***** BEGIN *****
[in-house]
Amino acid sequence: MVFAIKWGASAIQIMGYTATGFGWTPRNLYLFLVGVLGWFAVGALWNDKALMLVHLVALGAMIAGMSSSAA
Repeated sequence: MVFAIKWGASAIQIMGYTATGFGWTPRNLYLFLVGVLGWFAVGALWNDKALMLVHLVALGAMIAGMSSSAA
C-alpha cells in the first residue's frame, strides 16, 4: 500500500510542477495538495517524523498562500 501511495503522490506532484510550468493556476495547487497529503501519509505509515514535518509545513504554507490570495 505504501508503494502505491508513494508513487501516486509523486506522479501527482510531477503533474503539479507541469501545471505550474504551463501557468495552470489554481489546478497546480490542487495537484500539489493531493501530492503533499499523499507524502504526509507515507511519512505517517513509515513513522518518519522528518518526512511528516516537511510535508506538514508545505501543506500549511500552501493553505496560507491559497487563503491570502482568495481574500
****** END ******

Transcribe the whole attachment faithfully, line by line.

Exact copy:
[in-house]
Amino acid sequence: MVFAIKWGASAIQIMGYTATGFGWTPRNLYLFLVGVLGWFAVGALWNDKALMLVHLVALGAMIAGMSSSAA
Repeated sequence: MVFAIKWGASAIQIMGYTATGFGWTPRNLYLFLVGVLGWFAVGALWNDKALMLVHLVALGAMIAGMSSSAA
C-alpha cells in the first residue's frame, strides 16, 4: 500500500510542477495538495517524523498562500 501511495503522490506532484510550468493556476495547487497529503501519509505509515514535518509545513504554507490570495 505504501508503494502505491508513494508513487501516486509523486506522479501527482510531477503533474503539479507541469501545471505550474504551463501557468495552470489554481489546478497546480490542487495537484500539489493531493501530492503533499499523499507524502504526509507515507511519512505517517513509515513513522518518519522528518518526512511528516516537511510535508506538514508545505501543506500549511500552501493553505496560507491559497487563503491570502482568495481574500